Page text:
demonstration of “the old Parker luck.”

And the bridge is identified as the George Washington Bridge, but
what is drawn is clearly the Brooklyn Bridge. In 2004 Stan Lee
took responsibility (to go with his great power) for the error. In recent
reprints I believe the bridge is now identified as the Brooklyn Bridge.

Cheers from Your Friendly Neighborhood Physics Professor,


“The” moment for me would probably be the moment where Spidey’s talking to Gwen even after he realizes she’s dead. It’s played perfectly; if he’d said anything more, it would have become a bit pathetic, but Conway balanced it juuuuust right.

Interesting that we don’t see Qwen’s face before she is knocked off the bridge. She sure looks dead.

Gil makes her neck look broken when Spidey cradles her after hauling her up by the way he draws her head.

Conway has never impressed me much, but this is good work.

My Spidey knowledge is failing me a little here, but did Peter ever reveal to Gwen that he was Spider-Man, or did she die not ever knowing that they were the same person? (Didn’t Peter always want to tell Gwen but was afraid because she blamed Spider-Man for her father’s death?)

I never really understood Green Goblin saying “a fall from that height would kill anyone” either. Surely he’s heard of parachuters? It’s as if he wants to make Gwen’s death a bit more easier to Spider-Man by offering an alternate explanation that doesn’t involve Gwen’s neck breaking due to Spidey’s web save. But why would he do that?

@DavidM: Peter never revealed that he was Spider-man to Gwen, but it wouldn’t be the first time Peter thought his secret was secure only to find out that someone already knew (MJ, Deb Whitman, Aunt May at one point until that got erased TWICE :-). Peter always seems to miss the forest for the trees in that respect.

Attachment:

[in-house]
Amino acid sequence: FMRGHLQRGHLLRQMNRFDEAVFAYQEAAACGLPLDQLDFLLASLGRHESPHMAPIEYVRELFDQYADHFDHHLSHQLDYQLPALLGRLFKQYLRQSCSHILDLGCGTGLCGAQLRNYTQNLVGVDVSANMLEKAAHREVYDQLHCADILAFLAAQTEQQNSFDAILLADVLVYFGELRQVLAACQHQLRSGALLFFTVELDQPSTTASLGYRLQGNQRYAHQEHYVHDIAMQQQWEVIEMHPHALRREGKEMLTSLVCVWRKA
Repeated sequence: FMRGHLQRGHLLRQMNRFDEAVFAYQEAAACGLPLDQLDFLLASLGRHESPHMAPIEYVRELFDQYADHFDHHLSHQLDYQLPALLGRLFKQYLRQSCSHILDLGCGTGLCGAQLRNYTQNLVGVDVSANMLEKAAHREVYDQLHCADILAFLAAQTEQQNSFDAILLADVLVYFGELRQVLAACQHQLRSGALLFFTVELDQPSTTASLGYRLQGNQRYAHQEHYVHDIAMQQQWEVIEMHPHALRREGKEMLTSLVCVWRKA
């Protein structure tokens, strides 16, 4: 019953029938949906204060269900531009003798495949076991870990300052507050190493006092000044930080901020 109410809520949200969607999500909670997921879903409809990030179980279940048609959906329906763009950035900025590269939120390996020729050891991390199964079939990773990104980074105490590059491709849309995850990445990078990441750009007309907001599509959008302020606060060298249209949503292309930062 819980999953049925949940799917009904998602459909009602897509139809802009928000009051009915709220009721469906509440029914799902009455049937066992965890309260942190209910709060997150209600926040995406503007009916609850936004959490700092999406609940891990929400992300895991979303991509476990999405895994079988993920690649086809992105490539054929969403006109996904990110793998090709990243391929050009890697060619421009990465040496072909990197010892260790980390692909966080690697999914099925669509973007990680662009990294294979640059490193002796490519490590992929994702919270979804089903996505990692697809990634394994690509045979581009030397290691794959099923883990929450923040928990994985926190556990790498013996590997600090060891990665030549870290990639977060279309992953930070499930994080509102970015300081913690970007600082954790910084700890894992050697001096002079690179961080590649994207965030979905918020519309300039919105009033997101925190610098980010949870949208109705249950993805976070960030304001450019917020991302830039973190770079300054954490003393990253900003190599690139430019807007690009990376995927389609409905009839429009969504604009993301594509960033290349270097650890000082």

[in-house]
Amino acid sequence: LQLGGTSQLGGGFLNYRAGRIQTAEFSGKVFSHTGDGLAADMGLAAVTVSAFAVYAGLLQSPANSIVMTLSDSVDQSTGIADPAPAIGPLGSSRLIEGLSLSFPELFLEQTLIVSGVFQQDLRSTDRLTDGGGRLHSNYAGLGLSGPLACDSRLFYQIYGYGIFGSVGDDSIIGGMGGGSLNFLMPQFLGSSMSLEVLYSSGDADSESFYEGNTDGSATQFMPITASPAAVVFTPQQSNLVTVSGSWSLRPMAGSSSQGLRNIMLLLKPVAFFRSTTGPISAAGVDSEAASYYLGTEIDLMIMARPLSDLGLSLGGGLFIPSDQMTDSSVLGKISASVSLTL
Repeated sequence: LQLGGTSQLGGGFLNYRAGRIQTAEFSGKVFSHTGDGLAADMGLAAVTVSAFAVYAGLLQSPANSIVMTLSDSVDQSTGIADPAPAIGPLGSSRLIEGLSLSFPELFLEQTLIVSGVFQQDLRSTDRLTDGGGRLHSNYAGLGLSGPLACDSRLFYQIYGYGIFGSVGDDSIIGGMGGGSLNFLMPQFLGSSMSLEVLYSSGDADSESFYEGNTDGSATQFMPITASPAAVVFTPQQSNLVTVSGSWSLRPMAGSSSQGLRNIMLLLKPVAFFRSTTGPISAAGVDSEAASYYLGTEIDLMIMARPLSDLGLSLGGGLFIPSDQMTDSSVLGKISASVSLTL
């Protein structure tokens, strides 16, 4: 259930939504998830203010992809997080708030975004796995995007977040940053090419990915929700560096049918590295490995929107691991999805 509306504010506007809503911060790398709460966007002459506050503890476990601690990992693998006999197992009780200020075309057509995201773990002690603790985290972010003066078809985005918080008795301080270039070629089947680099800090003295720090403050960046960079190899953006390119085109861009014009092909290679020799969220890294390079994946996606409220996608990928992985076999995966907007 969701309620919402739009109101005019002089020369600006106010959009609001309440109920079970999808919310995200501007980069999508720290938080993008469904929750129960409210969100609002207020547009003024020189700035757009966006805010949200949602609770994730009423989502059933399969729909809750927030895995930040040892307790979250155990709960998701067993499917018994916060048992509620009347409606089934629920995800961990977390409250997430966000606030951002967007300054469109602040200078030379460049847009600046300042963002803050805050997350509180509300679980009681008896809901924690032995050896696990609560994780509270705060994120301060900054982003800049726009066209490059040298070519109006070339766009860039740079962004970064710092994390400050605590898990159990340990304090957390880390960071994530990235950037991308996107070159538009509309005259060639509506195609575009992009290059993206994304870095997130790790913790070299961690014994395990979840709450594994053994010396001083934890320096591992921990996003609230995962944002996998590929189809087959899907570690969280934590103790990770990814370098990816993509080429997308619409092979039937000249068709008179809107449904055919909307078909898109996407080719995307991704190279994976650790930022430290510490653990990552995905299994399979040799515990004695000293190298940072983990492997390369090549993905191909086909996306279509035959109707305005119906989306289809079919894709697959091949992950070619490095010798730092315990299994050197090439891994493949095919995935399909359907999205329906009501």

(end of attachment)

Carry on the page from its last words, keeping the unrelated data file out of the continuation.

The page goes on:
@Tuoman: It does seem odd that the Goblin would say that but I’ve always taken it as the Goblin trying to motivate Peter to fight him. It works, because Peter temporarily stops blaming and feeling sorry for himself and turns to face Osborn.

I had little problem with the Spider-man movie, but if they started off with Gwen Stacy as Spider-man’s GF and ended with her death, the movie would have been to such a dark, incredible start. I think this is a definitive moment of Spider-man’s history. OK, so a lot of people think that, but so do I.

To me, the big moment is always that last page, with Spider-Man swearing vengeance on the Green Goblin and the title of the story finally being revealed as “The Night Gwen Stacy Died”. It’s so atypical of the book up to that point; Spidey might have gotten ticked off at a bad guy or two, but this is the first time he’s ever threatened to kill anyone…and more to the point, you feel like he could really do it. The caption then lets the readers know that no, this isn’t “a dream, a hoax, or an imaginary story” (as they say.) There’s not going to be a miraculous resurrection, or some sort of storytelling cheat to bring things back to “normal”. Gwen’s just dead, because that can really happen. (Kurt Busiek dates the end of the Silver Age to this moment. I agree.)

The next issue, of course, shows Spider-Man pulling back from the brink, which is absolutely necessary to the character; Spider-Man, in a nutshell, is about Peter being true to what’s right, even when it’s hard. Even when it’s impossible. But for it to have as much meaning as it did, it needed this moment to happen. You need to understand that Peter really, really wants to kill the Goblin in order to understand just how important it is that he doesn’t. (And I would nominate that moment, too…not necessarily his walking away, but the moment right after the Goblin’s accidental death, where Peter realizes that it didn’t help him any. It just made him feel empty inside. Strikingly mature scene.)

You know, I never noticed this before — look at the cracks on the top of the bridge in the last panel of the last page. It surrounds Peter and Gwen like a broken picture frame, and Peter is stepping on a crack in the lower right.

What’s that old superstition about stepping on cracks again? Brrr!

I would vote that the moment is when he says, scared and innocent “Gwen?”

The most famous -snap- in comics.

It’s powerful the way when Spidey realizes that Gwen is dead, Gil Kane pulls back for a long shot (I saved you honey…) Really well-thought-out.